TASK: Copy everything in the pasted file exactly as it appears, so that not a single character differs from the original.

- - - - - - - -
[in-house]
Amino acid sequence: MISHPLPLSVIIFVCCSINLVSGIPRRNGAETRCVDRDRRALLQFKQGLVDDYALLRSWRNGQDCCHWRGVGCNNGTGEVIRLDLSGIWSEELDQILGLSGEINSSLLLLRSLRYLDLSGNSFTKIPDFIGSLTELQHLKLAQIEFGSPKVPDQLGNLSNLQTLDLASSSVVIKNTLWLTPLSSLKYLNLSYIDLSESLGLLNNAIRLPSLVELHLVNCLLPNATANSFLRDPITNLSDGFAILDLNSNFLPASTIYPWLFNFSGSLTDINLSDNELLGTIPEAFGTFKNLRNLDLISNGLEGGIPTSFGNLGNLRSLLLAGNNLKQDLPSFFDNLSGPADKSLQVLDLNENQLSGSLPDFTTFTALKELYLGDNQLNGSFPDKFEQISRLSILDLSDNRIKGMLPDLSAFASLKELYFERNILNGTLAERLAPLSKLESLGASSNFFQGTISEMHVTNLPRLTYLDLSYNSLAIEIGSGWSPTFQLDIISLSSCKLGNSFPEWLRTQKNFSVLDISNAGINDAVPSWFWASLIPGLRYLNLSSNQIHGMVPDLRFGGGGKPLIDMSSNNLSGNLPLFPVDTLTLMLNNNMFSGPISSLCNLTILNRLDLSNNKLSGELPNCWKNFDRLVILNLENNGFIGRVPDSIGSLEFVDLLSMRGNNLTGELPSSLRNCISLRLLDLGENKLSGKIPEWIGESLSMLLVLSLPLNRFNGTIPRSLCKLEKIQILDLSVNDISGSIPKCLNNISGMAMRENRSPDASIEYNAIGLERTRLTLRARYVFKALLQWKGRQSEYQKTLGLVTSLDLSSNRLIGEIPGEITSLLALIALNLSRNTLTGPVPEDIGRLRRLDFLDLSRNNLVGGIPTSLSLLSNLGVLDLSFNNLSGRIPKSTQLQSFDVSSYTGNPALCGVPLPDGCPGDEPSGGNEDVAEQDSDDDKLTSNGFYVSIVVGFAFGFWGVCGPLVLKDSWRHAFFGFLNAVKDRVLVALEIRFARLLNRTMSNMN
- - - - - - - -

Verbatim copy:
[in-house]
Amino acid sequence: MISHPLPLSVIIFVCCSINLVSGIPRRNGAETRCVDRDRRALLQFKQGLVDDYALLRSWRNGQDCCHWRGVGCNNGTGEVIRLDLSGIWSEELDQILGLSGEINSSLLLLRSLRYLDLSGNSFTKIPDFIGSLTELQHLKLAQIEFGSPKVPDQLGNLSNLQTLDLASSSVVIKNTLWLTPLSSLKYLNLSYIDLSESLGLLNNAIRLPSLVELHLVNCLLPNATANSFLRDPITNLSDGFAILDLNSNFLPASTIYPWLFNFSGSLTDINLSDNELLGTIPEAFGTFKNLRNLDLISNGLEGGIPTSFGNLGNLRSLLLAGNNLKQDLPSFFDNLSGPADKSLQVLDLNENQLSGSLPDFTTFTALKELYLGDNQLNGSFPDKFEQISRLSILDLSDNRIKGMLPDLSAFASLKELYFERNILNGTLAERLAPLSKLESLGASSNFFQGTISEMHVTNLPRLTYLDLSYNSLAIEIGSGWSPTFQLDIISLSSCKLGNSFPEWLRTQKNFSVLDISNAGINDAVPSWFWASLIPGLRYLNLSSNQIHGMVPDLRFGGGGKPLIDMSSNNLSGNLPLFPVDTLTLMLNNNMFSGPISSLCNLTILNRLDLSNNKLSGELPNCWKNFDRLVILNLENNGFIGRVPDSIGSLEFVDLLSMRGNNLTGELPSSLRNCISLRLLDLGENKLSGKIPEWIGESLSMLLVLSLPLNRFNGTIPRSLCKLEKIQILDLSVNDISGSIPKCLNNISGMAMRENRSPDASIEYNAIGLERTRLTLRARYVFKALLQWKGRQSEYQKTLGLVTSLDLSSNRLIGEIPGEITSLLALIALNLSRNTLTGPVPEDIGRLRRLDFLDLSRNNLVGGIPTSLSLLSNLGVLDLSFNNLSGRIPKSTQLQSFDVSSYTGNPALCGVPLPDGCPGDEPSGGNEDVAEQDSDDDKLTSNGFYVSIVVGFAFGFWGVCGPLVLKDSWRHAFFGFLNAVKDRVLVALEIRFARLLNRTMSNMN